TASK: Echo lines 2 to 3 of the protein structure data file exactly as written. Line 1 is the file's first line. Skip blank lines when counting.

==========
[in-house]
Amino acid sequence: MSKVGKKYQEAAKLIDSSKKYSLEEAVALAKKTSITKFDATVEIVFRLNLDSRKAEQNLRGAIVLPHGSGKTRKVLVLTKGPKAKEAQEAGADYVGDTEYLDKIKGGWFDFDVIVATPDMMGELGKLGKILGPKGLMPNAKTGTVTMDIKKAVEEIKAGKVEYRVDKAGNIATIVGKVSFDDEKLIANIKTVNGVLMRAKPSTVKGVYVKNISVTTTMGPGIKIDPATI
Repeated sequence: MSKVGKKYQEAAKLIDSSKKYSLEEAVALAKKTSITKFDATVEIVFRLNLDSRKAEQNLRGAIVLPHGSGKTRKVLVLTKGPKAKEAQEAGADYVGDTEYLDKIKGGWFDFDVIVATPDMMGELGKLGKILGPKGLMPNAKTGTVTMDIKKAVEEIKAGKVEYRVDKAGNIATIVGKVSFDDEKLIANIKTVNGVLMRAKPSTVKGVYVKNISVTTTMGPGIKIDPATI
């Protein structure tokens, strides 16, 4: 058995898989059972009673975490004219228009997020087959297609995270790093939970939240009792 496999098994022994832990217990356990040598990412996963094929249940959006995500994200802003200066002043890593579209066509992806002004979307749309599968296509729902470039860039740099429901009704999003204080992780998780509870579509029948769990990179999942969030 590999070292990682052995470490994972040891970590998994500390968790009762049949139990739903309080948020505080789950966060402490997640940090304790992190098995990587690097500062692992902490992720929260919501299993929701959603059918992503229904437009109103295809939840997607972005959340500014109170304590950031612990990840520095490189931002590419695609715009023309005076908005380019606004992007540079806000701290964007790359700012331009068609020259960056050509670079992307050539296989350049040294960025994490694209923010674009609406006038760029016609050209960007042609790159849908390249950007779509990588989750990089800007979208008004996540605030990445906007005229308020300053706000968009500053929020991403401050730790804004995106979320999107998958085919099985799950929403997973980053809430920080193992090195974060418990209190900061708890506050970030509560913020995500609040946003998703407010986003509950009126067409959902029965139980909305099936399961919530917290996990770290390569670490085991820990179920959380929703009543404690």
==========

Amino acid sequence: MSKVGKKYQEAAKLIDSSKKYSLEEAVALAKKTSITKFDATVEIVFRLNLDSRKAEQNLRGAIVLPHGSGKTRKVLVLTKGPKAKEAQEAGADYVGDTEYLDKIKGGWFDFDVIVATPDMMGELGKLGKILGPKGLMPNAKTGTVTMDIKKAVEEIKAGKVEYRVDKAGNIATIVGKVSFDDEKLIANIKTVNGVLMRAKPSTVKGVYVKNISVTTTMGPGIKIDPATI
Repeated sequence: MSKVGKKYQEAAKLIDSSKKYSLEEAVALAKKTSITKFDATVEIVFRLNLDSRKAEQNLRGAIVLPHGSGKTRKVLVLTKGPKAKEAQEAGADYVGDTEYLDKIKGGWFDFDVIVATPDMMGELGKLGKILGPKGLMPNAKTGTVTMDIKKAVEEIKAGKVEYRVDKAGNIATIVGKVSFDDEKLIANIKTVNGVLMRAKPSTVKGVYVKNISVTTTMGPGIKIDPATI